June 3, 2021
Whoever sings songs to a heavy heart is like one who takes off a garment on a cold day, and like vinegar on soda. Proverbs 25:20 ESV
In the above verse, Solomon provides a couple of poignant images of discomfort to illustrate the disastrous results of trying to cheer up someone who is sad or depressed. These wise words of Solomon are echoed in his poetic verse of Ecclesiastes: “…a time to weep, and a time to laugh; a time to mourn, and a time to dance…” (Ecc 3:4).
Many of us when pressed into conversation with those who are grieving say too much or try to jolly them up when all that is needed is our presence. Of course, there are appropriate moments to share memories that make them laugh, but if you are feeling anxious about what to say, simply express your sympathy in as few words as possible, or don’t say anything. Instead, make brief eye contact with heartfelt compassion and hug them or reach out and hold their hand (if they like to be touched). And whatever you say, don’t defend God. He doesn’t need your help.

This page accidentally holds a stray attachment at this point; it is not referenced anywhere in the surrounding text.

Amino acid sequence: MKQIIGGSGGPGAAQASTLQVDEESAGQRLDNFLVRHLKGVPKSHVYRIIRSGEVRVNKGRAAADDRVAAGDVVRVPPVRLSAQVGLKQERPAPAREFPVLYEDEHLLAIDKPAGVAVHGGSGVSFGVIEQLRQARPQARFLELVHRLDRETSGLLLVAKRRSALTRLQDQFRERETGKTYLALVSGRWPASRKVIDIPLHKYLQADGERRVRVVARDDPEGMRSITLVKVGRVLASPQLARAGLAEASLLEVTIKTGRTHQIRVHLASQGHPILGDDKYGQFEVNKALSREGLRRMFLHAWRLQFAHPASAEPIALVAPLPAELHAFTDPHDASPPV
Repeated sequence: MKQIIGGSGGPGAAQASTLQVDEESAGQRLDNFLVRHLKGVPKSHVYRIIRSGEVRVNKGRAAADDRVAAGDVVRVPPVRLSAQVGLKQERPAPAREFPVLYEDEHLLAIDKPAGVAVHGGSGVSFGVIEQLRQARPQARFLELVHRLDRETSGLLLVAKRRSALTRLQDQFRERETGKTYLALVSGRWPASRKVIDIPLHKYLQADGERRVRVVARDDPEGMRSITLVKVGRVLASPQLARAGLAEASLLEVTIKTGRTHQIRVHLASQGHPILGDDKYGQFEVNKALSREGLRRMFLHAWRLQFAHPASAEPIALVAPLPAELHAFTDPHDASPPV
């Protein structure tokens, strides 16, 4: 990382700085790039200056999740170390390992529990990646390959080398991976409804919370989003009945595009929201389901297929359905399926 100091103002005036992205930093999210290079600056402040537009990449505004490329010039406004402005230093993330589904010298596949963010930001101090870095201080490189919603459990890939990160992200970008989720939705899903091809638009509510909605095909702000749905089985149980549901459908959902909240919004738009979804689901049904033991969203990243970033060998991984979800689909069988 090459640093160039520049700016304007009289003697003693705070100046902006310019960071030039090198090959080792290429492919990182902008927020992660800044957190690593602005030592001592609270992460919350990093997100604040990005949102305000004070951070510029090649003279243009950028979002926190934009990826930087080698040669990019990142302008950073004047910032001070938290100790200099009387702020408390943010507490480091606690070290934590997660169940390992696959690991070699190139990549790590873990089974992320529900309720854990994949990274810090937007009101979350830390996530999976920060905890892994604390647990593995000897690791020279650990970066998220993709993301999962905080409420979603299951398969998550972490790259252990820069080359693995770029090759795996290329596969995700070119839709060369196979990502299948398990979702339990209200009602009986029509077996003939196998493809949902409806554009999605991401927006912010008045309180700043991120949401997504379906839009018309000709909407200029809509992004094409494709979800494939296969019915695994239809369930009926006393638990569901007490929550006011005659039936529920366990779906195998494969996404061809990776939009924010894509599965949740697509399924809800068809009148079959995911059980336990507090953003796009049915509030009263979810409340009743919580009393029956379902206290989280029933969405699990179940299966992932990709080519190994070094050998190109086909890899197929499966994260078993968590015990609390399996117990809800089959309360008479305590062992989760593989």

Father God, grant us your grace to be comfortable with silence and know when to speak and what to say when others need to hear our words of compassion and hope. Amen.
Rev. Gordon Green, M.Div., M.A. Counseling
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